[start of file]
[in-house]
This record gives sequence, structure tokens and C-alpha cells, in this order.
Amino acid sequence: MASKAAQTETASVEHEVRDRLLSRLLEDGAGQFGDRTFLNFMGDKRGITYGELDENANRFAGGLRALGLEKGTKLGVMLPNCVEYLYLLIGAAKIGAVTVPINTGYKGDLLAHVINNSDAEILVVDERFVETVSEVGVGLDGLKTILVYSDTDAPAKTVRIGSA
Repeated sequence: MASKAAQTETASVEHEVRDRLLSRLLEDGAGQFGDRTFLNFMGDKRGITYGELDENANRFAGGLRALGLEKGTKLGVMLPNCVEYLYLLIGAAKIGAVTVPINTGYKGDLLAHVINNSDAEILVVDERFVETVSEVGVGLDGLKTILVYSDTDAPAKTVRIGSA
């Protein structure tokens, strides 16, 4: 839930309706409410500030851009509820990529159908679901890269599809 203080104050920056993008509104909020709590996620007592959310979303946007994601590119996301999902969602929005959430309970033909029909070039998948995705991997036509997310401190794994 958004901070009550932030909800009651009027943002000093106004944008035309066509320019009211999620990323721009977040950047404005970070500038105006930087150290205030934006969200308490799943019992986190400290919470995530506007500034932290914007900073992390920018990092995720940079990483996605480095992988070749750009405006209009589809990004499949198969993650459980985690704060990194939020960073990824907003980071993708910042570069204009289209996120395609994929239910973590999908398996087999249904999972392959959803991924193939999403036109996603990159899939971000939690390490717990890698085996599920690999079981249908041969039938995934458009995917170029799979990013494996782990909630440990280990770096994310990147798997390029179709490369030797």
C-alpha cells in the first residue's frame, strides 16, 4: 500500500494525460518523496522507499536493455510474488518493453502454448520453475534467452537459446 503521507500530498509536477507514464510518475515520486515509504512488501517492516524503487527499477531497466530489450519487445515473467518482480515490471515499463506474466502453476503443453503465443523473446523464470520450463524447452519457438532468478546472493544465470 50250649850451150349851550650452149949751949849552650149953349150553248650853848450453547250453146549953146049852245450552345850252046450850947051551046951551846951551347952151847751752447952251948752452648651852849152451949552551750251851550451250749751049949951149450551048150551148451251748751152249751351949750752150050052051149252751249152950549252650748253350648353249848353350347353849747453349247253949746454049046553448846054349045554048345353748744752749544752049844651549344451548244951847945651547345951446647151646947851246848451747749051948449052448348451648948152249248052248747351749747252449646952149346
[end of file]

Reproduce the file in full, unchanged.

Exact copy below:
[in-house]
This record gives sequence, structure tokens and C-alpha cells, in this order.
Amino acid sequence: MASKAAQTETASVEHEVRDRLLSRLLEDGAGQFGDRTFLNFMGDKRGITYGELDENANRFAGGLRALGLEKGTKLGVMLPNCVEYLYLLIGAAKIGAVTVPINTGYKGDLLAHVINNSDAEILVVDERFVETVSEVGVGLDGLKTILVYSDTDAPAKTVRIGSA
Repeated sequence: MASKAAQTETASVEHEVRDRLLSRLLEDGAGQFGDRTFLNFMGDKRGITYGELDENANRFAGGLRALGLEKGTKLGVMLPNCVEYLYLLIGAAKIGAVTVPINTGYKGDLLAHVINNSDAEILVVDERFVETVSEVGVGLDGLKTILVYSDTDAPAKTVRIGSA
């Protein structure tokens, strides 16, 4: 839930309706409410500030851009509820990529159908679901890269599809 203080104050920056993008509104909020709590996620007592959310979303946007994601590119996301999902969602929005959430309970033909029909070039998948995705991997036509997310401190794994 958004901070009550932030909800009651009027943002000093106004944008035309066509320019009211999620990323721009977040950047404005970070500038105006930087150290205030934006969200308490799943019992986190400290919470995530506007500034932290914007900073992390920018990092995720940079990483996605480095992988070749750009405006209009589809990004499949198969993650459980985690704060990194939020960073990824907003980071993708910042570069204009289209996120395609994929239910973590999908398996087999249904999972392959959803991924193939999403036109996603990159899939971000939690390490717990890698085996599920690999079981249908041969039938995934458009995917170029799979990013494996782990909630440990280990770096994310990147798997390029179709490369030797």
C-alpha cells in the first residue's frame, strides 16, 4: 500500500494525460518523496522507499536493455510474488518493453502454448520453475534467452537459446 503521507500530498509536477507514464510518475515520486515509504512488501517492516524503487527499477531497466530489450519487445515473467518482480515490471515499463506474466502453476503443453503465443523473446523464470520450463524447452519457438532468478546472493544465470 50250649850451150349851550650452149949751949849552650149953349150553248650853848450453547250453146549953146049852245450552345850252046450850947051551046951551846951551347952151847751752447952251948752452648651852849152451949552551750251851550451250749751049949951149450551048150551148451251748751152249751351949750752150050052051149252751249152950549252650748253350648353249848353350347353849747453349247253949746454049046553448846054349045554048345353748744752749544752049844651549344451548244951847945651547345951446647151646947851246848451747749051948449052448348451648948152249248052248747351749747252449646952149346